OMB: Procuring software along with computer hardware may lessen use of counterfeit programs
MANILA, Philippines – The Optical Media Board (OMB) has urged government agencies to procure computer software hand-in-hand with hardware, to avoid the use of counterfeit and unlicensed programs in the discharge of public functions.
OMB Chief Atty. Anselmo Adriano said on Monday that OMB and the Government Procurement Policy Board (GPBB) have created a system where procurement requests for computer equipment should come with the software needed to operate it.
“Since the OMB is regulating the importation as well as the retail of business software in its physical form, we had this agreement with the GPBB to make sure that when government procures hardware, it will necessarily include software,” Adriano told reporters at the sidelines of an anti-piracy summit on Monday.
According to him, what happens in the past is that only the trial version of the software is purchased. And when the trial version expires, some government offices are forced to download free product keys or key generators which may be interlaced with system-damaging or theft-inducing malware.
“That has been a problem in the past. When government procures hardware, most often than not it does not include the software, or if there is software included, it’s usually the trial version. So once the trial version expires, and there being no budget for government, so in order not to lay waste to the hardware, there would be times that they may have to use unlicensed software,” he explained.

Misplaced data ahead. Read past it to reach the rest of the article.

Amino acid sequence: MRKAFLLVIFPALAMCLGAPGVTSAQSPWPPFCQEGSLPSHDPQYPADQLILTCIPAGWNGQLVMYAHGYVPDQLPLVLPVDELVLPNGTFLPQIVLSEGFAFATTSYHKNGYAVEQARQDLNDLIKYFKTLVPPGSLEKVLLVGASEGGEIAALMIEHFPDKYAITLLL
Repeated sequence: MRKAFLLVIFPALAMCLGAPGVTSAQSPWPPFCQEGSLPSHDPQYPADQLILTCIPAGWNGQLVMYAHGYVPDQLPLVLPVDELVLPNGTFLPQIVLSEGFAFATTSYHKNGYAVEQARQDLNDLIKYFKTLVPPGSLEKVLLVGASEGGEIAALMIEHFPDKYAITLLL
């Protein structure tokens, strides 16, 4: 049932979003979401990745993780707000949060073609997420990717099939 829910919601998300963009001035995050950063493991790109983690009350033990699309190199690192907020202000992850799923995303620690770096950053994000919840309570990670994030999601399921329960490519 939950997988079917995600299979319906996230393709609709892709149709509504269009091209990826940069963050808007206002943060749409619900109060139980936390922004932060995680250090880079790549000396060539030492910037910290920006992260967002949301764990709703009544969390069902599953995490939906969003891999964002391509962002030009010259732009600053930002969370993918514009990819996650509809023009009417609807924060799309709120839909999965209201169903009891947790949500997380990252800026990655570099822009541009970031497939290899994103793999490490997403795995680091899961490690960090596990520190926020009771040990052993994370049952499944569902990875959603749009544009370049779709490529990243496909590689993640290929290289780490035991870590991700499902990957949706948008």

“In order to prevent that, we have recommended to the GPBB to include in its procurements — one, to make sure that only licensed and accredited suppliers by the OMB will be allowed to deal with government […] and second, to also ensure that only licensed software will be used by government-procured computers,” he added.
Earlier this year, the United States Trade Representative (USTR) labeled the Philippines as one of the US’ trading partners whose government offices still use unlicensed software. The country’s Intellectual Property Office (IPOPHL) has previously urged offices not to use counterfeit software.
Adriano said agencies forming the National Committee on Intellectual Property Rights (NCIPR), like OMB and IPOPHL, have committed to rid their offices of unlicensed software to set an example for other government outlets.
“During the last two previous meetings of the NCIPR, that issue was actually raised and tackled. As a matter of fact, there was even an initiative to conduct a self-check among the member agencies, and make an audit of all software used,” Adriano noted.
“It’s sort of showing to the whole bureaucracy that we ourselves are practically piracy-free, and to be emulated by other government agencies […] Well I cannot say for the other agencies because there are small agencies which could do that in a short period of time. But one thing I can say is that everyone is already starting towards that audit,” he added.
According to Senior Director Tarun Sawney of BSA The Software Alliance, a non-government organization that pushes for the use of licensed software, they do not have a rough estimate of how many government offices are still using unlicensed software.
However, Sawney, who also spoke during the summit, said that at least 64 percent of private companies in the Philippines are still using unlicensed software. These companies, he added, are exposing themselves to higher chances of cyberattacks.
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